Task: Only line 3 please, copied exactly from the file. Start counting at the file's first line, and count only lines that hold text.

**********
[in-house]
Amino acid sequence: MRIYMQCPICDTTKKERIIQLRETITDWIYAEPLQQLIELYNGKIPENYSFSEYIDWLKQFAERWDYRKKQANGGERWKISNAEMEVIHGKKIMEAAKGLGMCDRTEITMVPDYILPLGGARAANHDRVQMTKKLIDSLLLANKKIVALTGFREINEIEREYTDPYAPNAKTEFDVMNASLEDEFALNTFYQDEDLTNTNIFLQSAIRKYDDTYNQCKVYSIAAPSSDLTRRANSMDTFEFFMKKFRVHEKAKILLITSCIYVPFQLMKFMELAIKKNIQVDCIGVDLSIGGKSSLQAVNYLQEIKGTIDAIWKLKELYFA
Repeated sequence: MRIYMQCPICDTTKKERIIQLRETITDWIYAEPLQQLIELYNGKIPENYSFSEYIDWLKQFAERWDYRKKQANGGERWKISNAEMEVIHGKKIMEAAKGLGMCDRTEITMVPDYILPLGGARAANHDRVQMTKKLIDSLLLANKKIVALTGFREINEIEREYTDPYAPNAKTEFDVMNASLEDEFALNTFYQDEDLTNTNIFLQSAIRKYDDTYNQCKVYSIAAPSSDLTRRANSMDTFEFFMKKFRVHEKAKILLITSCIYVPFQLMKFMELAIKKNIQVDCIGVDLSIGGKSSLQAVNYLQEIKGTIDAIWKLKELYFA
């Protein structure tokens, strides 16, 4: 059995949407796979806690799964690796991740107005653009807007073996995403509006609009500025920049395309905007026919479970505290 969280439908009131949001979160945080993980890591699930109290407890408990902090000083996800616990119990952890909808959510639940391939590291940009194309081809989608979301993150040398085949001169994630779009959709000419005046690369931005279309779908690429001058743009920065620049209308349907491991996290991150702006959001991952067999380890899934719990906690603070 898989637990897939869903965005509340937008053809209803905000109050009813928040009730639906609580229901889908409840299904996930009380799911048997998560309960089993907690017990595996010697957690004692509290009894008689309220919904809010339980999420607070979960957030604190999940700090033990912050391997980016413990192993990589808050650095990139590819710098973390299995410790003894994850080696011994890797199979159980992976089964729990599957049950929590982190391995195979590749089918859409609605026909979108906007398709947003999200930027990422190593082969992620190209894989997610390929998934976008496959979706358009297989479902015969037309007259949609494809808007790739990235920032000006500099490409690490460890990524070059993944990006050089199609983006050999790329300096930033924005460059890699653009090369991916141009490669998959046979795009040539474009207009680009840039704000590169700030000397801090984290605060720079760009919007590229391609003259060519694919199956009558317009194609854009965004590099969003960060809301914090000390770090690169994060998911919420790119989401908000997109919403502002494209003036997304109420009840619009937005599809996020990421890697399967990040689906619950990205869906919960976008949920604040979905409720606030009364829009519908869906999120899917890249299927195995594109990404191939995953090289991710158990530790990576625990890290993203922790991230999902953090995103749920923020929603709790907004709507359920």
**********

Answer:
Repeated sequence: MRIYMQCPICDTTKKERIIQLRETITDWIYAEPLQQLIELYNGKIPENYSFSEYIDWLKQFAERWDYRKKQANGGERWKISNAEMEVIHGKKIMEAAKGLGMCDRTEITMVPDYILPLGGARAANHDRVQMTKKLIDSLLLANKKIVALTGFREINEIEREYTDPYAPNAKTEFDVMNASLEDEFALNTFYQDEDLTNTNIFLQSAIRKYDDTYNQCKVYSIAAPSSDLTRRANSMDTFEFFMKKFRVHEKAKILLITSCIYVPFQLMKFMELAIKKNIQVDCIGVDLSIGGKSSLQAVNYLQEIKGTIDAIWKLKELYFA